About Allergies


Quick Facts

  • Asthma is a chronic inflammatory disease of the airway. It is a life-long condition that may change over time.
  • Many people with food allergies also have asthma.

What is Asthma?

Asthma is a chronic (life-long) inflammatory disease of the airways that can cause:

  • Wheezing
  • Tightness in the chest
  • Coughing
  • Shortness of breath

Asthma is unpredictable. Sometimes an asthma attack can be mild; at other times it can be severe. People can go for years without an asthma attack, then have a severe attack, or a series of attacks. It is important to always be prepared with emergency medication, even if you haven’t had an asthma attack in a long time.

Asthma triggers, degree, and severity are different for every individual. Some triggers include animals, dust mites, mould, pesticides, pollen, scented products, smoke, and viral infections – but there are many others.

Managing asthma often involves using daily medications to maintain health and carrying emergency medications to control asthma. Many people with asthma wear medical identification jewelry that indicates their medical needs.

Asthma and Food Allergies

People with food allergies who have asthma are more likely to suffer from anaphylaxis when having a food allergy reaction. However, many people who do not have asthma can also suffer from anaphylactic food reactions. All individuals with food allergies need to carry an epinephrine auto-injector at all times. Likewise, all individuals with asthma need to be prepared with their emergency asthma medications.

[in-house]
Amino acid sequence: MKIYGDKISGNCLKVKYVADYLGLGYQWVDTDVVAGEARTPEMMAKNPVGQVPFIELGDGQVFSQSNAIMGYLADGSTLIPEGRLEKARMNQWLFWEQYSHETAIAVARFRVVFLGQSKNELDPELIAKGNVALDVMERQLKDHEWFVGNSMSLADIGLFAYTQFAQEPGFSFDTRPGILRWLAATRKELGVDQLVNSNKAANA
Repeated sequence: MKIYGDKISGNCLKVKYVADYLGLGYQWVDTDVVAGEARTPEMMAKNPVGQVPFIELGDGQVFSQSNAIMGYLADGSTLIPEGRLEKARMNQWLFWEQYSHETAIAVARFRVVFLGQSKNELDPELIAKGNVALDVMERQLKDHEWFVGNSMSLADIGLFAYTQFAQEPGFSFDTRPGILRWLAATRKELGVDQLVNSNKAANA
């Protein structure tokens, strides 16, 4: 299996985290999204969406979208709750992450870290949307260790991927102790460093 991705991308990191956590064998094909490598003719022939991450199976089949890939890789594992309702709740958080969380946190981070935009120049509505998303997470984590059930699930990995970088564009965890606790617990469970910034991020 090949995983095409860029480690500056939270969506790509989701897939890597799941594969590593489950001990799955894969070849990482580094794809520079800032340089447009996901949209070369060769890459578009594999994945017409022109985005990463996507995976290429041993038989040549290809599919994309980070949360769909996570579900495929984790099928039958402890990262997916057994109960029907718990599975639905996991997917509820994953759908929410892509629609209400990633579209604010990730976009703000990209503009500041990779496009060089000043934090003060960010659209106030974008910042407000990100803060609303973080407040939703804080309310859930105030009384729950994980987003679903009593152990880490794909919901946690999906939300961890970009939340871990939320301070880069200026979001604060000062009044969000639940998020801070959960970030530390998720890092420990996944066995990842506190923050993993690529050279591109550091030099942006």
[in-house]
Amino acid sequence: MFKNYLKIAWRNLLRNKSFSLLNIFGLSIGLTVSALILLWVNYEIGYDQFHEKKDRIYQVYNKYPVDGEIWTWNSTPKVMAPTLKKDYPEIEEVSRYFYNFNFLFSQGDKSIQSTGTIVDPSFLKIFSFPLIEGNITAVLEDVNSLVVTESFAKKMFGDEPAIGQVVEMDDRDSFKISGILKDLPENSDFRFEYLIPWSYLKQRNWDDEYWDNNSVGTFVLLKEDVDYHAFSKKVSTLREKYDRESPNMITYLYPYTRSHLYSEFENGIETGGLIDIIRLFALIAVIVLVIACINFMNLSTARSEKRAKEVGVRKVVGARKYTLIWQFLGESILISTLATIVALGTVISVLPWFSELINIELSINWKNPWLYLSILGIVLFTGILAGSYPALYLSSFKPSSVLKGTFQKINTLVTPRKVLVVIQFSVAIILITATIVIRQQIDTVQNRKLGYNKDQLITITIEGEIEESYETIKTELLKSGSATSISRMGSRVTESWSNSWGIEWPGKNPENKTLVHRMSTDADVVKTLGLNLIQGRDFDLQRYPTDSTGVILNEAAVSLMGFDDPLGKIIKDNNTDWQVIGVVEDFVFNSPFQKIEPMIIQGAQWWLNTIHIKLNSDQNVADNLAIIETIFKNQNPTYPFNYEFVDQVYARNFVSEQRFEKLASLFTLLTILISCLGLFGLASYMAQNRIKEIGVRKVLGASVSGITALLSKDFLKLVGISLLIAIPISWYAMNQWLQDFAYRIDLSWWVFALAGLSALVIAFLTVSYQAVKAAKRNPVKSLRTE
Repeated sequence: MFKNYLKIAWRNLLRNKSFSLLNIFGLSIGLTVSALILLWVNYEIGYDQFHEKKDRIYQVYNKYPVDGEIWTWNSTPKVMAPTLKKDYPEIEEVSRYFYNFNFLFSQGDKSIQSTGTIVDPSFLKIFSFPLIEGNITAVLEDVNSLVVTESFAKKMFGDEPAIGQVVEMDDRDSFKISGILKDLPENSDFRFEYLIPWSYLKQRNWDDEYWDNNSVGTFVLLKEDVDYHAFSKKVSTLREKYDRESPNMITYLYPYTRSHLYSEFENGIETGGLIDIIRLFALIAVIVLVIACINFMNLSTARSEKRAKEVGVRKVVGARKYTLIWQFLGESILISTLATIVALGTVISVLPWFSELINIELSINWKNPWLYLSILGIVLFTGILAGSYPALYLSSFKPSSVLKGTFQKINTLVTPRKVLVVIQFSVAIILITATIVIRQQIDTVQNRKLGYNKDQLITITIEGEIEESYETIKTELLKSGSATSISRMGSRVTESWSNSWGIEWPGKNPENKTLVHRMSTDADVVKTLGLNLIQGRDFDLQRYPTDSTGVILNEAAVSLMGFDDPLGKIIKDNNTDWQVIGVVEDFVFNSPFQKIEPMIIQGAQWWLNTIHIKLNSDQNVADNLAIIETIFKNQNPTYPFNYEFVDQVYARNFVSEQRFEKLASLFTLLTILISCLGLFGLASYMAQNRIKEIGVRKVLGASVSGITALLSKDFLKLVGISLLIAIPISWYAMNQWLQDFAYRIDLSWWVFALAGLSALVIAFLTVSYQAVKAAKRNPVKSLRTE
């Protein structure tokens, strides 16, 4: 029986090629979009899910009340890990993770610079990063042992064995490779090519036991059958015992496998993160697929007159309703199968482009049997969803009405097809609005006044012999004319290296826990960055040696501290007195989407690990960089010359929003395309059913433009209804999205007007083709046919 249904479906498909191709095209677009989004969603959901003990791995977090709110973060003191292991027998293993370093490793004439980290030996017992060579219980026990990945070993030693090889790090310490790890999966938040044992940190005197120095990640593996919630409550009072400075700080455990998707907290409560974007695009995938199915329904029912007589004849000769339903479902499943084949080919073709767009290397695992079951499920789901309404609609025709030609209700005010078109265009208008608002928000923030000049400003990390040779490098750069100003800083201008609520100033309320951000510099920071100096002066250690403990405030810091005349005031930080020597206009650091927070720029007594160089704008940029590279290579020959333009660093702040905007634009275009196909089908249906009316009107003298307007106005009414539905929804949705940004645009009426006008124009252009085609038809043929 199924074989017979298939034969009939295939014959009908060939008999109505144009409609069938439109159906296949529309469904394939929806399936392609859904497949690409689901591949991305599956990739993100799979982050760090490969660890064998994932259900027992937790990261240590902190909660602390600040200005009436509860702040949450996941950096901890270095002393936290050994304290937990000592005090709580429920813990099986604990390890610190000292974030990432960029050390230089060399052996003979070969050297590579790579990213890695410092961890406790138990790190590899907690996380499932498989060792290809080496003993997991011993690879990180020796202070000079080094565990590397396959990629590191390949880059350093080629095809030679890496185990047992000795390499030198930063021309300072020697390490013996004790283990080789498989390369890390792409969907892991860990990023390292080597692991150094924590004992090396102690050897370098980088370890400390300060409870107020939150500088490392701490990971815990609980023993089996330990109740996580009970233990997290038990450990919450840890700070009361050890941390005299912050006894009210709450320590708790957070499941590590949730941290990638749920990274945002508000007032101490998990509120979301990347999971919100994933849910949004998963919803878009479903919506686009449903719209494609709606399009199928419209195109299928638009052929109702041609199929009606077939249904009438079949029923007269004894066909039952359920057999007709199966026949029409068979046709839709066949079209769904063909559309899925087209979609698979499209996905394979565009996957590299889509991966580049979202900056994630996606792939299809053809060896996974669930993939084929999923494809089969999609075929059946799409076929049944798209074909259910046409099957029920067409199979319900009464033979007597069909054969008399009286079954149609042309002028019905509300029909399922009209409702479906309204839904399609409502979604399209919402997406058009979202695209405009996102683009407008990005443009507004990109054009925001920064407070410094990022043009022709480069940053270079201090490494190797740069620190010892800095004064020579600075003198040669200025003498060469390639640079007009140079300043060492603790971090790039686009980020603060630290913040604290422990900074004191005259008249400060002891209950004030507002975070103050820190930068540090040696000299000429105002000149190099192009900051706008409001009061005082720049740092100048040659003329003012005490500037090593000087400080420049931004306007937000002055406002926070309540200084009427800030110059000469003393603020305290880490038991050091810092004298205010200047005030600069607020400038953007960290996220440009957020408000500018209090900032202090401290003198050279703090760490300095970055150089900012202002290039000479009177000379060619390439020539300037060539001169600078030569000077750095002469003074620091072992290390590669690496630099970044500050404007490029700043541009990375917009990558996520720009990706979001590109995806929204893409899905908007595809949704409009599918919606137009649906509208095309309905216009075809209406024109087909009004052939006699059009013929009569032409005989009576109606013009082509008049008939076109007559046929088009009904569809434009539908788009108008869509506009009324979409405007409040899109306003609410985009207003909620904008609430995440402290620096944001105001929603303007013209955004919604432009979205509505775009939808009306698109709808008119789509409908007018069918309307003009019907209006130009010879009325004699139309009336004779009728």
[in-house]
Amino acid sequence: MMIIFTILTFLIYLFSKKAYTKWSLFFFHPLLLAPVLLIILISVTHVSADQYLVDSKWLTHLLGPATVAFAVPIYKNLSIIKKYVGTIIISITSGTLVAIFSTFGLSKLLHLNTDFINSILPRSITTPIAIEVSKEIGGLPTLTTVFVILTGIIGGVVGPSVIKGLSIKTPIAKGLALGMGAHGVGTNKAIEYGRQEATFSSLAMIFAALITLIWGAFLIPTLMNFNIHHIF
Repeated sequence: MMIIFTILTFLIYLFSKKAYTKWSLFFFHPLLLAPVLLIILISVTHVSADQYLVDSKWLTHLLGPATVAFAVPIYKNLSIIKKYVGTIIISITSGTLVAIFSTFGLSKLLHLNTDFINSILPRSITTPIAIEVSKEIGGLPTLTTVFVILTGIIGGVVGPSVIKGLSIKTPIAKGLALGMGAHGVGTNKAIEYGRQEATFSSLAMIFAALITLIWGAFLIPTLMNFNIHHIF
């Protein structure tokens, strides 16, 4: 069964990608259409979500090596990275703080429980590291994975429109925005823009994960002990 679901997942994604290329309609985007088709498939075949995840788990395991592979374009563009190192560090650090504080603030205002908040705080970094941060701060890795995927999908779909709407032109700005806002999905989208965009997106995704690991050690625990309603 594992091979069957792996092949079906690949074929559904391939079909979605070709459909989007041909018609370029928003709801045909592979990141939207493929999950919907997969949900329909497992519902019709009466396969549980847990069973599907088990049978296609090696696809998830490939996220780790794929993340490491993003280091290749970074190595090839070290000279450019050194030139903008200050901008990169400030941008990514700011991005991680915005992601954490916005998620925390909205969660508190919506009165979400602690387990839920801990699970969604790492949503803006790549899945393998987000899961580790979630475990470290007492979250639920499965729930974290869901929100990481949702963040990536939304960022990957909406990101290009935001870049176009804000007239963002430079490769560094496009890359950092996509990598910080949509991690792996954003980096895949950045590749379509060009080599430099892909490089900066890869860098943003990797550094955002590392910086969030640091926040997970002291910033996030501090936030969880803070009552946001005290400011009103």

If you have asthma, you must take preventative steps (such as avoiding triggers) and be prepared by carrying emergency medications. Daily life requires a high level of awareness, planning, and educating others about your health condition. Teachers, co-workers, neighbours, and family can all help you live safely with asthma.

Ryan’s Law

Recently, Ontario became the first Canadian province or territory to pass legislation guaranteeing students the right to carry their own asthma medications at school. It also requires Ontario school boards to develop asthma policies and individual asthma emergency plans for students with asthma. Modelled on Sabrina’s LawRyan’s Law (Bill 20) was supported by Food Allergy Canada from its inception until its unanimous passage in the Provincial Parliament in April of 2015.

Like Sabrina’s Law, Ryan’s Law is a model for other provinces and territories as they develop policies and legislation to make schools safer for all children.